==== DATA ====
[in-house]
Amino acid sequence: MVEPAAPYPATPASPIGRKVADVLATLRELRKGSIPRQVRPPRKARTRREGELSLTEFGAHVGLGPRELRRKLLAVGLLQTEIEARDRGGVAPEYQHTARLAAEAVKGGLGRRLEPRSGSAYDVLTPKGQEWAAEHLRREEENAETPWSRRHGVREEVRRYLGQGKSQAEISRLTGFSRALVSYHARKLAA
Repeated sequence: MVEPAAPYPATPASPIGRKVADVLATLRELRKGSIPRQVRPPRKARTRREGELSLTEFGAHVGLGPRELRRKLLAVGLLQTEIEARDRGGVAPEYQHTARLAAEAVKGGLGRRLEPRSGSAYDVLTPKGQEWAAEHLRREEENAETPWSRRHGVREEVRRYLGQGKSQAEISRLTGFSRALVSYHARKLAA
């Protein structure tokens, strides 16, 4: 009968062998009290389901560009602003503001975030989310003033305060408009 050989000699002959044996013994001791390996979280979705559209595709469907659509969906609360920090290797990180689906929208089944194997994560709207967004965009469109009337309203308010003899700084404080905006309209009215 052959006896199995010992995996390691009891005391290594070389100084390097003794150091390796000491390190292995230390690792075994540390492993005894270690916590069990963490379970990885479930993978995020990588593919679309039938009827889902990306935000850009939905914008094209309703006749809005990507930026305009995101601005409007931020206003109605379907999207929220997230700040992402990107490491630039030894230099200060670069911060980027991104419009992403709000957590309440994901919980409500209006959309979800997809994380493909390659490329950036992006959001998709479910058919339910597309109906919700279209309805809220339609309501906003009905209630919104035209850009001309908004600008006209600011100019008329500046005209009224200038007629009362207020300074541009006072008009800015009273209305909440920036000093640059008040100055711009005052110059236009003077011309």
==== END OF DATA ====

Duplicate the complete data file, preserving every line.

[in-house]
Amino acid sequence: MVEPAAPYPATPASPIGRKVADVLATLRELRKGSIPRQVRPPRKARTRREGELSLTEFGAHVGLGPRELRRKLLAVGLLQTEIEARDRGGVAPEYQHTARLAAEAVKGGLGRRLEPRSGSAYDVLTPKGQEWAAEHLRREEENAETPWSRRHGVREEVRRYLGQGKSQAEISRLTGFSRALVSYHARKLAA
Repeated sequence: MVEPAAPYPATPASPIGRKVADVLATLRELRKGSIPRQVRPPRKARTRREGELSLTEFGAHVGLGPRELRRKLLAVGLLQTEIEARDRGGVAPEYQHTARLAAEAVKGGLGRRLEPRSGSAYDVLTPKGQEWAAEHLRREEENAETPWSRRHGVREEVRRYLGQGKSQAEISRLTGFSRALVSYHARKLAA
């Protein structure tokens, strides 16, 4: 009968062998009290389901560009602003503001975030989310003033305060408009 050989000699002959044996013994001791390996979280979705559209595709469907659509969906609360920090290797990180689906929208089944194997994560709207967004965009469109009337309203308010003899700084404080905006309209009215 052959006896199995010992995996390691009891005391290594070389100084390097003794150091390796000491390190292995230390690792075994540390492993005894270690916590069990963490379970990885479930993978995020990588593919679309039938009827889902990306935000850009939905914008094209309703006749809005990507930026305009995101601005409007931020206003109605379907999207929220997230700040992402990107490491630039030894230099200060670069911060980027991104419009992403709000957590309440994901919980409500209006959309979800997809994380493909390659490329950036992006959001998709479910058919339910597309109906919700279209309805809220339609309501906003009905209630919104035209850009001309908004600008006209600011100019008329500046005209009224200038007629009362207020300074541009006072008009800015009273209305909440920036000093640059008040100055711009005052110059236009003077011309």